The Staging of Romance in Late Shakespeare: Text and Theatrical Technique

The Staging of Romance in Late Shakespeare: Text and Theatrical Technique

The Staging of Romance in Late Shakespeare: Text and Theatrical Technique

The Staging of Romance in Late Shakespeare: Text and Theatrical Technique

Synopsis

The book argues that shakespeare's late plays can best be understood as theatricalexperiments that extend and reform this tradition, which developed around a group of theatrical techniques that sought to realize the effects of narrative romance in the theatrical medium.

Excerpt

Behold, I shew you a mystery; We shall not all sleep, but we shall all be
changed, in a moment, in the twinkling of an eye, at the last trump: for
the trumpet shall sound, and the dead shall be raised incorruptible, and
we shall be changed
.

St. Paul, I Corinthians, 15:51–52

Our representations must take second place to what is represented, men’s
life together in society; and the pleasure felt in their perfection must be
converted into the higher pleasure felt when the rules emerging from this
life in society are treated as imperfect and provisional. in this way the
theatre leaves its spectators productively disposed even after the spectacle
is over. Let us hope that their theatre may allow them to enjoy as enter
tainment that terrible and never-ending labour which should ensure their
maintenance, together with the terror of their unceasing transformation.
Let them here produce their own lives in the simplest way; for the simplest
way of living is in art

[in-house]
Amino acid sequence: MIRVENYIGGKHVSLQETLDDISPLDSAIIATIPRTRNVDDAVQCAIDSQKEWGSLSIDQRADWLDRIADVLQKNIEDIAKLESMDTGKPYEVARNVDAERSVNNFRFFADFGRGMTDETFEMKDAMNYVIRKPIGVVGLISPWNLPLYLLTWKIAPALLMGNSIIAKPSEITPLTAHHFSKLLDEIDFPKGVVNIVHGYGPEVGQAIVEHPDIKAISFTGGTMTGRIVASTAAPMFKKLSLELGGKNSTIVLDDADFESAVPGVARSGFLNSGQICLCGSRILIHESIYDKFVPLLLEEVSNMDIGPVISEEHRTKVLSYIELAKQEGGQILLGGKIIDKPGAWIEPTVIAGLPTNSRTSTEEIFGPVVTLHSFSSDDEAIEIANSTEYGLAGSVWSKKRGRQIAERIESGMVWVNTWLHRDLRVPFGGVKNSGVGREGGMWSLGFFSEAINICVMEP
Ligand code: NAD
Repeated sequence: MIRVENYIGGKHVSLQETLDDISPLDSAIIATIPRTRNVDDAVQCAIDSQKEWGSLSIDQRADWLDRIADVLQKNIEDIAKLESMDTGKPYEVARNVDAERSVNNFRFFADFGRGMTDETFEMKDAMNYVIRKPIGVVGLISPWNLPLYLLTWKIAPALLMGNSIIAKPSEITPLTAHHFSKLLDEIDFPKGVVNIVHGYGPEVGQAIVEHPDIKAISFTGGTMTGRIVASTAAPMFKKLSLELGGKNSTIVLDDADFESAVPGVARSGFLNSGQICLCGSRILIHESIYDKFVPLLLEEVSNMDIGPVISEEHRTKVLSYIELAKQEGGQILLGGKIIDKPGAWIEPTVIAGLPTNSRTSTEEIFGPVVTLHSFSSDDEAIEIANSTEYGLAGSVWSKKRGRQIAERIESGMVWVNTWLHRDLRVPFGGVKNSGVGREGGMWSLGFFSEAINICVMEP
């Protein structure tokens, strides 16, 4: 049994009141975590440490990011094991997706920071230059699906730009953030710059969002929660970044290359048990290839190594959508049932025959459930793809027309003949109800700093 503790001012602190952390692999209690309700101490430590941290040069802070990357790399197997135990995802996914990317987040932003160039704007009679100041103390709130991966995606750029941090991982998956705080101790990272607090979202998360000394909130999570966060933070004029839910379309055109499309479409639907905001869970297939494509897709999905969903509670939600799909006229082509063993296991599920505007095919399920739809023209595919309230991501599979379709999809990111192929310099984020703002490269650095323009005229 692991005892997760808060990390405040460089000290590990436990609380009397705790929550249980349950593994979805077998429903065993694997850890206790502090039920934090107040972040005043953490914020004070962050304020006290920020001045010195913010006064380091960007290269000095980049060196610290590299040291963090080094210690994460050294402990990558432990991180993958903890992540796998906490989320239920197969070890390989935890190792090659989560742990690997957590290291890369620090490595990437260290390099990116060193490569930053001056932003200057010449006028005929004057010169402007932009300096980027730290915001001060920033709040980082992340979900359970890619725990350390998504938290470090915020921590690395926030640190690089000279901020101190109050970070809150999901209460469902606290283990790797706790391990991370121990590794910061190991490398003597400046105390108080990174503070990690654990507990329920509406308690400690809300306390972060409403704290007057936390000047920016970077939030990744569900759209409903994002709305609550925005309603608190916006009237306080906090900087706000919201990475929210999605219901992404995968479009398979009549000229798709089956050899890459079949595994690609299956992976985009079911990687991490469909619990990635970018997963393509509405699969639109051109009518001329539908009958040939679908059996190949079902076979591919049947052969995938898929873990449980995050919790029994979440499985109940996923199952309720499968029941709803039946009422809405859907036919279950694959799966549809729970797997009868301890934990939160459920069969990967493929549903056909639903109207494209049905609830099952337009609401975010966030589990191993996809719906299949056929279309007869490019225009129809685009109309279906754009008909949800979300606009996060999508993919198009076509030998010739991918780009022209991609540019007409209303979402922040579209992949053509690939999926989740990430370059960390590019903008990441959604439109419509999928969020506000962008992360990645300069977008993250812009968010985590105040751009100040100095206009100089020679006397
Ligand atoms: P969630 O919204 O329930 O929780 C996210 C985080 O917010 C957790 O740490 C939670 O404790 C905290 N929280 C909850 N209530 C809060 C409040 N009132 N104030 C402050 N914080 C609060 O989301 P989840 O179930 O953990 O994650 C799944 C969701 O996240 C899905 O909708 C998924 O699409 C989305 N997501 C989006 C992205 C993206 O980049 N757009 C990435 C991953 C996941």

.

Brecht, “A Short Organum for the Theatre”

Romance and human transformation

This book, taking the WINTER’S tale as its main case study, examines how ultimately beneficent human transformations can take place in and through performances of romance plays. Its concern throughout is with method: the techniques and powers of performance that can bring about change, and their application by dramatic texts and by performers. These techniques have received surprisingly little study, especially given the interest in representations of individual and social change in early modern drama since the advent of the new historicism. Shakespeare’s late plays, which stage romance, are no less engaged with these processes of change than are the earlier tragedies, histories, and certain of the comedies that have received much more sustained critical attention since 1980. the late plays are concerned, however, with different kinds of personal and social . . .

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